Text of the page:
The reduction in prices comes in response to slowing impoverishment of wealth producers, beginning the economic healing. As a rule, however, the central bank tries to stabilize the so-called price index. The “success” of this policy, however, hinges on the state of the pool of wealth. As long as the pool of wealth is expanding, reversing the tighter stance creates the illusion that the loose monetary policy is the right remedy because the loose monetary stance renews the flow of wealth to non–wealth producers, props up their demand for goods and services, halting or even reversing the decline in prices.
Furthermore, since the pool of wealth is still growing the pace of economic growth remains positive. Hence the mistaken belief that a loose monetary stance that reverses a decrease in prices is the key in reviving economic activity. The illusion that monetary pumping keeps the economy going is shattered once the pool of wealth declines.
Once this happens, the economy begins its downward plunge. The most aggressive loosening of monetary policy will not reverse this plunge. Even if loose monetary policies were to succeed in lifting prices and inflationary expectations, this could not revive the economy while the pool of wealth is declining.
What Is the Present State of the Pool of Wealth?
It is possible to establish qualitatively whether the pool of wealth is still expanding or declining. Now, the Fed for many decades pursued aggressive monetary pumping. This coupled with the reckless fiscal policies of the government has likely inflicted severe damage to the process of wealth generation (see charts).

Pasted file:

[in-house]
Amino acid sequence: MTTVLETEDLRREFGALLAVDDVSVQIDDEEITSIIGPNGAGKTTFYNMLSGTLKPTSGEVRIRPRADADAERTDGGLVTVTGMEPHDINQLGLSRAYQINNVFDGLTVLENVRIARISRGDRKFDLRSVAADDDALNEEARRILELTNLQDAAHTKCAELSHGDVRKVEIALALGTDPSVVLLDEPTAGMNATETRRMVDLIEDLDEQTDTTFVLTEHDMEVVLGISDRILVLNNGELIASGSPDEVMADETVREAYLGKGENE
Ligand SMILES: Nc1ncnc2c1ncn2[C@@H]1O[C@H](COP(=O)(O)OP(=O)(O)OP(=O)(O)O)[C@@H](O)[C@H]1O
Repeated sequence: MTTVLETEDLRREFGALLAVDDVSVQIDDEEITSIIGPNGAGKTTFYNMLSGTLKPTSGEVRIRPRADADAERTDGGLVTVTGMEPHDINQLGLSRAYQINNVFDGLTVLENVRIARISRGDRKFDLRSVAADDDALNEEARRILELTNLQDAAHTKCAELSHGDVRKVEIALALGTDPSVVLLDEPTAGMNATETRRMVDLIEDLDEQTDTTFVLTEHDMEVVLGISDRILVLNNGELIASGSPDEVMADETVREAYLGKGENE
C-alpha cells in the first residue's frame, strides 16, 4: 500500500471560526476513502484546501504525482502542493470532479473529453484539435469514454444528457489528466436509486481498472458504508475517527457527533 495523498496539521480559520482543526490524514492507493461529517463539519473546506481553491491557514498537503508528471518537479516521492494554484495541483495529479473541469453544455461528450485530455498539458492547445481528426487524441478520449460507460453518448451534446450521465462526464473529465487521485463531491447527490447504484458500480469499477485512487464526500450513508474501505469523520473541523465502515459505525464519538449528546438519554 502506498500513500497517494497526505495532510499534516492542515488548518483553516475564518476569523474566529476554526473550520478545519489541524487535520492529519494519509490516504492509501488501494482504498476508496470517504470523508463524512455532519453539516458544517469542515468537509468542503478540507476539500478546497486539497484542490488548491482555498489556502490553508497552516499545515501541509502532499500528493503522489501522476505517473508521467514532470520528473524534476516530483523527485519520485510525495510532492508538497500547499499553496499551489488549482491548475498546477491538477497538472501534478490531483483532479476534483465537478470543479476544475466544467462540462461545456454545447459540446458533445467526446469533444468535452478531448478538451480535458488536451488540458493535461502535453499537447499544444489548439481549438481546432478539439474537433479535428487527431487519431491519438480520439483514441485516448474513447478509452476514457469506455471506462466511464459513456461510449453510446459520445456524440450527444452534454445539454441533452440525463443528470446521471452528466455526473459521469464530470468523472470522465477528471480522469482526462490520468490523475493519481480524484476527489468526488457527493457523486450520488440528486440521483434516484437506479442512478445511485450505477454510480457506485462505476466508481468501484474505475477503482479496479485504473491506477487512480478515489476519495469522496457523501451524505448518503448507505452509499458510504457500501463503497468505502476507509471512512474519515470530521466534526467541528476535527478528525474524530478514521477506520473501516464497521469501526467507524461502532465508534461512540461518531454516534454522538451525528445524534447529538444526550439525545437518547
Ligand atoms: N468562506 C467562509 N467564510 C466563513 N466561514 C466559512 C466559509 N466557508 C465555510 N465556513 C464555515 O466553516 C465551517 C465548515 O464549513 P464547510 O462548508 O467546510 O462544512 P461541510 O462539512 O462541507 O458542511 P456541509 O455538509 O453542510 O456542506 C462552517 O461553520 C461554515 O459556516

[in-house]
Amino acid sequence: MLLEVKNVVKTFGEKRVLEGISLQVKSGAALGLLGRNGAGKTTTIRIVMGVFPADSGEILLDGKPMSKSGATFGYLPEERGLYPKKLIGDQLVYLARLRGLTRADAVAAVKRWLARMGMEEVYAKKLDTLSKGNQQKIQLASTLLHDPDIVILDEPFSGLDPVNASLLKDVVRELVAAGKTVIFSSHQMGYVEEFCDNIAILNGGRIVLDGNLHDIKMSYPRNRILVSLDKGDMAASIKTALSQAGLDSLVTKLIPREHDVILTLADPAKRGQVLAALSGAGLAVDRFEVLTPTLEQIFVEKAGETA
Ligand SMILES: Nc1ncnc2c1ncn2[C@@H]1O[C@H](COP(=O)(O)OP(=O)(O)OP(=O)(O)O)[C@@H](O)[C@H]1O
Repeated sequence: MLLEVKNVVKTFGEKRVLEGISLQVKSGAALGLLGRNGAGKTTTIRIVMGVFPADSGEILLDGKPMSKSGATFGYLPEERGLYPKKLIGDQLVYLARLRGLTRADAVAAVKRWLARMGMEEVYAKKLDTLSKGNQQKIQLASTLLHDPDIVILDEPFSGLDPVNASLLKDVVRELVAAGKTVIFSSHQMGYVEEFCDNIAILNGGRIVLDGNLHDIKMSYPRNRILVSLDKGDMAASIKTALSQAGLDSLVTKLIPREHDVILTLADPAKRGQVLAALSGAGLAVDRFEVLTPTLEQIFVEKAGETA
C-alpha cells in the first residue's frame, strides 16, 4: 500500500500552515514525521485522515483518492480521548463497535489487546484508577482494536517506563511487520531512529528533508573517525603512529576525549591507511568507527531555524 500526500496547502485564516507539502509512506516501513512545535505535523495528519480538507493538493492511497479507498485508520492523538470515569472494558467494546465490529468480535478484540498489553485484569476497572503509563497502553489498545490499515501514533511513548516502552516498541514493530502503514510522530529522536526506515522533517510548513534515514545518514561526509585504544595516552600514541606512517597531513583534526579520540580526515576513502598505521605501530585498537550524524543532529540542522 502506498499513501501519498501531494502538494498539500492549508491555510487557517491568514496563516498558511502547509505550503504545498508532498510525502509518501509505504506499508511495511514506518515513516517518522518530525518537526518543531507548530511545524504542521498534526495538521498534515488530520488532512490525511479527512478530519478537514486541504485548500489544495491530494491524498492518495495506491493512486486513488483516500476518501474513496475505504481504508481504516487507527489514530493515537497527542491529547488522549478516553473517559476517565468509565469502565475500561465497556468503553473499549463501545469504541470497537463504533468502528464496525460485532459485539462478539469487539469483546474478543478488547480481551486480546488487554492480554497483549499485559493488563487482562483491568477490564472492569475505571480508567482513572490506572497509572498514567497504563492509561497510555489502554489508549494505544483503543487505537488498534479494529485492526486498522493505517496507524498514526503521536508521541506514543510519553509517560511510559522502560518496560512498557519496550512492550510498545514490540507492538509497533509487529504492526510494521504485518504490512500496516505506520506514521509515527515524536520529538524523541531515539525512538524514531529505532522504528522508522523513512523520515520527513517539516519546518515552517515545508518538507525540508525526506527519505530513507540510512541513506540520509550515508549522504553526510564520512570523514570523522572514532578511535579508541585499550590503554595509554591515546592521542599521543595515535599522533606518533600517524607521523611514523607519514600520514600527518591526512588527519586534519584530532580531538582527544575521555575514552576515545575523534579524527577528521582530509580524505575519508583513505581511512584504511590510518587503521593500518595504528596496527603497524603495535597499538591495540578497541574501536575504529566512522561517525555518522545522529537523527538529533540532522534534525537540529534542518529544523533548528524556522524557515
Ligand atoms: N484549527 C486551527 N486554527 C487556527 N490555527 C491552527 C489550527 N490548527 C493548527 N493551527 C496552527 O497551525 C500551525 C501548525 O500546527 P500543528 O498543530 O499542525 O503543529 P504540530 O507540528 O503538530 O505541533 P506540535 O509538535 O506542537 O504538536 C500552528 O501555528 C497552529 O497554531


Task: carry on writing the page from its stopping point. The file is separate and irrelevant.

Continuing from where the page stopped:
In addition, one should consider the impact of the lockdowns due to covid, which resulted in consumption without any support from production. We suggest that all this raises the likelihood that the pool of wealth is declining.
If this is the case, then a weakening in the wealth generation process implies a severe economic slump ahead. This also raises the likelihood that the uptrend in the ten-year Treasury bond’s yield since July 2020 will continue (see chart).
Any reduction in the momentum of the CPI is expected to work toward a temporary lowering in the yields. However, the increase in individuals’ time preferences is likely to counter this decline.
A countereffect to the rising time preference may be the upcoming response by Fed officials who embraced former Fed’s chairman Ben Bernanke theory of the financial accelerator—which suggests that various causes such as a sudden decline in economic activity could trigger a widely spread reaction that could lead to a large economic slump. If this were to occur, then it is likely that the Fed will step in with aggressive monetary pumping and lowering of interest rates. Based on our monetary analysis we expect a visible decline in the momentum of economic activity ahead (see chart).
Furthermore, a continued deterioration in economic conditions is likely to undermine commercial banks’ inflationary lending. This in turn is going to weaken the yearly growth rate in money supply. A likely decline in the momentum of money supply is going to severely undermine various nonproductive activities. Needless to say that a decline in the pool of wealth accompanied by a sharp decline in money supply is also going to severely undermine equity markets.
Contrary to the popular view, deflation is always good news for the economy. When prices decline in response to the expansion of wealth, this means that people’s living standards are rising. Even when prices decline because of the bursting of a financial bubble, which is a product of prior money creation, this also is good economic news, for it indicates that the impoverishment of wealth producers is being stopped.
We suggest there is a growing likelihood that the pool of wealth is declining. This raises the likelihood that the uptrend in the long-term interest rates may stay intact. This also raises the likelihood that the stock markets will remain under pressure.
Source: This article was published by the MISES Institutef